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Hundreds of criminal gang members around the world were tricked into using a phone encryption app operated by the FBI to plan their heinous crimes, leading to their arrests, according to authorities.
Law enforcement officers in Australia and New Zealand began to unveil the scope of what is known as Operation Trojan Shield late Monday.
Authorities in Europe were scheduled to make their own announcement early Tuesday, with the FBI’s San Diego field office doing the same at noon.
Antipodean authorities credited the scheme with the arrest of more than 250 individuals and the seizure of more than 100 illegal firearms and other weapons, as well as millions of dollars in cash, drugs and other assets.
In addition, Australian Federal Police (AFP) Commissioner Reece Kershaw told reporters that the app helped thwart 21 murder plots, including one that would have targeted a family of five.
Kershaw added that arrests were made in 18 countries, including the US. Other countries where police raids were executed included the UK, Germany, the Netherlands and Sweden.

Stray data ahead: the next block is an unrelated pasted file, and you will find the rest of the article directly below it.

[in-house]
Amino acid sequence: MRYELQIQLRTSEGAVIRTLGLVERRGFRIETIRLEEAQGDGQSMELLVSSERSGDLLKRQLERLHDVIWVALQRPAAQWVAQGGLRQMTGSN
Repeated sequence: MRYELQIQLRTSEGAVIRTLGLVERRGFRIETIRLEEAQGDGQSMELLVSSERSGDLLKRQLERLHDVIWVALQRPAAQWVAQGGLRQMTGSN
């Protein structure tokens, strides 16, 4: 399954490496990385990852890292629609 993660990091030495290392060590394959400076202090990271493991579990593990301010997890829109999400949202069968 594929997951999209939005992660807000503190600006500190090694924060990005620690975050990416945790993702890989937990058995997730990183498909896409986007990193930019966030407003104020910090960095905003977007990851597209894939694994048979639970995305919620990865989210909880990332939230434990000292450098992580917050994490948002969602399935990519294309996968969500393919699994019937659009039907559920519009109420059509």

Kershaw said the idea for the app, called AN0M, was hatched by American and Australian law enforcement officers “over a couple of beers” in 2018. Undercover Australian agents would give phones with the AN0M app pre-installed to certain high-level criminals who recommended the app to their associates.
“These criminal influencers put the AFP in the back pocket of hundreds of alleged offenders,” Kershaw said.
The phones could not make calls or send emails, and they could only be obtained through the black market. They also gave authorities access to up to 25 million encrypted messages in real time.
According to Australian media, one underworld figure who played a key role in encouraging the use of the app was fugitive drug trafficker Hakan Ayik.
“I think given the threat that he faces, he’s best off handing himself in to us as soon as he can,” Kershaw said of Ayik, who is believed to be in Turkey. “What you’re seeing is that he was one of the coordinators of this particular device. So he’s essentially set up his own colleagues. And my view would be the sooner he hands himself in and to look after his family, he’s a wanted individual, the better for him and his family.”
According to Kershaw, some of those arrested in Australia were “members of outlaw motorcycle gangs, Australian Mafia, Asian crime syndicates and serious and organized crime groups” who trafficked drugs Down Under “at an industrial scale.”
“One local [motorcycle gang] chapter we discovered … were making $20 million net a month out of the peddling of drugs into this country,” he said.
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